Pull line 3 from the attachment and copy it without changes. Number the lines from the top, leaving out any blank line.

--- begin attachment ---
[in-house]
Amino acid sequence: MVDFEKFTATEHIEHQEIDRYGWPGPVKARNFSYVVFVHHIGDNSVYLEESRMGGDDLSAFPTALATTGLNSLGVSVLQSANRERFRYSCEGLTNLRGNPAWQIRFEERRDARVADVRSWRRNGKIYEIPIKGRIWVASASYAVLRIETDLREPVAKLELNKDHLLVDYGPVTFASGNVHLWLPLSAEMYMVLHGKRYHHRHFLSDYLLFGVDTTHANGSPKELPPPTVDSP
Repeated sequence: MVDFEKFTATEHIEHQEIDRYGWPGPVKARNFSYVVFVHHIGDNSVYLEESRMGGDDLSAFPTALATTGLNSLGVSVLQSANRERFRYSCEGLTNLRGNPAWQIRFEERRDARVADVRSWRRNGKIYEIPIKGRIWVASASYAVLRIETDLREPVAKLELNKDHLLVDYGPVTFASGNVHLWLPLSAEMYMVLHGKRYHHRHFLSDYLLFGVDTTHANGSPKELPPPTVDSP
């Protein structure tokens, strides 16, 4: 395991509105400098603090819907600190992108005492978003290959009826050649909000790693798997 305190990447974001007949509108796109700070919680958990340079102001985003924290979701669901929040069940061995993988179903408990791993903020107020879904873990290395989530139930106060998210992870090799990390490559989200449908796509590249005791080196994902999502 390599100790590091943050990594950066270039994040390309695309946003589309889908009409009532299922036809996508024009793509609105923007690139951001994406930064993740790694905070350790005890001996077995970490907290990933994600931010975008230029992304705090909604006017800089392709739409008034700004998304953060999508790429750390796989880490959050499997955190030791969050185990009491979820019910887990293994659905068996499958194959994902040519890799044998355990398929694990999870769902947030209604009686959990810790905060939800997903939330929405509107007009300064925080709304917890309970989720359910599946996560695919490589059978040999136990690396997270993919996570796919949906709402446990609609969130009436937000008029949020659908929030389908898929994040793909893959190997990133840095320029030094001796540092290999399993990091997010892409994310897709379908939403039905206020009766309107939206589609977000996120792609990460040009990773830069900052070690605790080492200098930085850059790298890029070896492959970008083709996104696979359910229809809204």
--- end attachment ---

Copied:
Repeated sequence: MVDFEKFTATEHIEHQEIDRYGWPGPVKARNFSYVVFVHHIGDNSVYLEESRMGGDDLSAFPTALATTGLNSLGVSVLQSANRERFRYSCEGLTNLRGNPAWQIRFEERRDARVADVRSWRRNGKIYEIPIKGRIWVASASYAVLRIETDLREPVAKLELNKDHLLVDYGPVTFASGNVHLWLPLSAEMYMVLHGKRYHHRHFLSDYLLFGVDTTHANGSPKELPPPTVDSP